This blog post is reformatted from an essay that was submitted as part of my academic coursework for “GNDS 312—Black Feminist Thought” at Queen’s University, Canada in April 2016.
n.b. It is a regrettable omission that I have failed to include the research of Louise A. Jackson, whose 1987 book The Bermuda Gombey: Bermuda’s Unique Dance Heritage represents an invaluable contribution to Bermuda’s cultural and academic heritage. Alas, it was not at my university’s library; I shall donate a copy to recompense for my omission.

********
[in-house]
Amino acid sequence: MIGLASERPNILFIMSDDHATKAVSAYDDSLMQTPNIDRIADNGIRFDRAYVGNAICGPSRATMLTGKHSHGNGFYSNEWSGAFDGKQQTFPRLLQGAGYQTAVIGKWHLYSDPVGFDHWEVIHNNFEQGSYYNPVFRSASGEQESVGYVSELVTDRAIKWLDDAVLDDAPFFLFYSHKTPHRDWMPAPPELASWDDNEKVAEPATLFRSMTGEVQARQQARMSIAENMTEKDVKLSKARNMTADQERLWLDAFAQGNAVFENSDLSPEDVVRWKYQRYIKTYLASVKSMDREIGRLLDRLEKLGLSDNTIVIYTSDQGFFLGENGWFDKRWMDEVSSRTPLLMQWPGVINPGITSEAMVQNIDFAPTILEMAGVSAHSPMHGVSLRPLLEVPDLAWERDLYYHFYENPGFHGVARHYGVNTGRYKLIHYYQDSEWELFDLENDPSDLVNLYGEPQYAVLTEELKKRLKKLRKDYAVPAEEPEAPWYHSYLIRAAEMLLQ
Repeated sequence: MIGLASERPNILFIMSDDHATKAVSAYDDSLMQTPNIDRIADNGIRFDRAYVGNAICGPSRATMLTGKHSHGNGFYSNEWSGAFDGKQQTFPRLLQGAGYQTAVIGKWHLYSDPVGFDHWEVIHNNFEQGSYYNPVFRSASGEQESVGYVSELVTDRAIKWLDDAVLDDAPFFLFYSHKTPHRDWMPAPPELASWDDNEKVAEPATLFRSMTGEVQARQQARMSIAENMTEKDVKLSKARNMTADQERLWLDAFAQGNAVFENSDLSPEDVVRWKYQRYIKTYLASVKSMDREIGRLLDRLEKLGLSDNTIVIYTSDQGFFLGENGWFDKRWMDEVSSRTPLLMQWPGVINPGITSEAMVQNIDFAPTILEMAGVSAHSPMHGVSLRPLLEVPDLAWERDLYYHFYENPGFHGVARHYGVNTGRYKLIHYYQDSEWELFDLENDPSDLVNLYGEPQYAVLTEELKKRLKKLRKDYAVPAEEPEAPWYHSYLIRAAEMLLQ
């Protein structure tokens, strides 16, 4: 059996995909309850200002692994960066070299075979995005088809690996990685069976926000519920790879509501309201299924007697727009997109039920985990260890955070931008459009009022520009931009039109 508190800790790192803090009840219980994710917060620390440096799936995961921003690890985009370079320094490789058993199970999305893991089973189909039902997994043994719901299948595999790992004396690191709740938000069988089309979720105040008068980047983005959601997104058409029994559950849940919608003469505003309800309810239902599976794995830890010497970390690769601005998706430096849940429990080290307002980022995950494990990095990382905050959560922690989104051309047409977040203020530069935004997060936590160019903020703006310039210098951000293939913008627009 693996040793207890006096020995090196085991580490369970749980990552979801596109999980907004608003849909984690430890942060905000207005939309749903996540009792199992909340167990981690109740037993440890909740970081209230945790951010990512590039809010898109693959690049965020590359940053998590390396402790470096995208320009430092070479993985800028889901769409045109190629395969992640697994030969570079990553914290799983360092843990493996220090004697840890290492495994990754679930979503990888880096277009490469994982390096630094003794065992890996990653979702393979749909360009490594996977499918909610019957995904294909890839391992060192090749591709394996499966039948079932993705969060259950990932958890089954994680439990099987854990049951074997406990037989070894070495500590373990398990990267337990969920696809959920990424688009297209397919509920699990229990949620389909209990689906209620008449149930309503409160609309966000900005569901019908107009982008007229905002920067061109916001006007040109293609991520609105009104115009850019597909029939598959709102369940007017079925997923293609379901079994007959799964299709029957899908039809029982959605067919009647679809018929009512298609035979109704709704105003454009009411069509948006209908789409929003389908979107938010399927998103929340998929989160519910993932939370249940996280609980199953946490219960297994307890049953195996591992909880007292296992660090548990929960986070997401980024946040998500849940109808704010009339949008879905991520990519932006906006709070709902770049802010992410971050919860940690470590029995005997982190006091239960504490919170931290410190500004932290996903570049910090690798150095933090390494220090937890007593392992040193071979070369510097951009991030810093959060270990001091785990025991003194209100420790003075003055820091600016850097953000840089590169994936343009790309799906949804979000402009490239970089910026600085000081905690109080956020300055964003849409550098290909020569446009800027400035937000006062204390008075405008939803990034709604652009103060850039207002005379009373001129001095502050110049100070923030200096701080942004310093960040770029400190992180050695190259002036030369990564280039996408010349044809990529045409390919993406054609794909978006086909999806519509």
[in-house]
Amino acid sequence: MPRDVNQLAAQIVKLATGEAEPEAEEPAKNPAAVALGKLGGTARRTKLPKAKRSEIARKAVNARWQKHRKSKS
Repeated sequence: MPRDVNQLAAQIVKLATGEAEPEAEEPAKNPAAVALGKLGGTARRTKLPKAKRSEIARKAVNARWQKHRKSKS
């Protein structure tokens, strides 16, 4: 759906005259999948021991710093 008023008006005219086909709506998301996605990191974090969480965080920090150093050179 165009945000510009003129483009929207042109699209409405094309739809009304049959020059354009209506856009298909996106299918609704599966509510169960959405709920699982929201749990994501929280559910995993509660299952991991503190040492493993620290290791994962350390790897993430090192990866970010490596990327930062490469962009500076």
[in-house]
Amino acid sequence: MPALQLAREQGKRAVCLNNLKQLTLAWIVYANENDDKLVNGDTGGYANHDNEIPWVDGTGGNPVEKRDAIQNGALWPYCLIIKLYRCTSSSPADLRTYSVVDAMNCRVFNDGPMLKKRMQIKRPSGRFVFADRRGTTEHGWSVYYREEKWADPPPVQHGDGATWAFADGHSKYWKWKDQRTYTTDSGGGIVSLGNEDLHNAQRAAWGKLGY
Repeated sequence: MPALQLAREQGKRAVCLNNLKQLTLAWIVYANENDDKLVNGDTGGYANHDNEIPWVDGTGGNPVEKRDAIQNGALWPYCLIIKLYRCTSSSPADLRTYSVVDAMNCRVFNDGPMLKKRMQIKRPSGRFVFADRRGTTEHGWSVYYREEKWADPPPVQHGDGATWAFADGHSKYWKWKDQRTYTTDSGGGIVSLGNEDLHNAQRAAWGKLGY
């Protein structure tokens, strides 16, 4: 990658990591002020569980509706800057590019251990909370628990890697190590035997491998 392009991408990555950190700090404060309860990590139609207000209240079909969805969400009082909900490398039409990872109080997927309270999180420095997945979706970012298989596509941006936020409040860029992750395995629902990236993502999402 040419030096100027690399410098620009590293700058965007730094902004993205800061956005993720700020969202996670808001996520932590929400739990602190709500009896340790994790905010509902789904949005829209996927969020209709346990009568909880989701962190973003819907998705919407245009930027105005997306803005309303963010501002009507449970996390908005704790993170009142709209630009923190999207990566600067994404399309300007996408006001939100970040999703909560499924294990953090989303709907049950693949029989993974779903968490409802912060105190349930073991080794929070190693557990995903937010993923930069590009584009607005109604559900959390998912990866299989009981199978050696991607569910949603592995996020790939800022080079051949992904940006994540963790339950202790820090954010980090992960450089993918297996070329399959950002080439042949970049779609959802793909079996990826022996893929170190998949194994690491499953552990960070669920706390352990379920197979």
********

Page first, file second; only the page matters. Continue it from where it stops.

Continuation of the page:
Picture this: It is a warm midsummer Wednesday evening, and you are standing in the centre of Front Street in Hamilton, the capital city of Bermuda. Front Street is closed to vehicular traffic for Harbour Nights, a weekly street market of junk food, inflatable playgrounds, and Bermudian vendors of kitsch and craft; it is a staple in the island’s tourist calendar, organized annually by the Bermuda…
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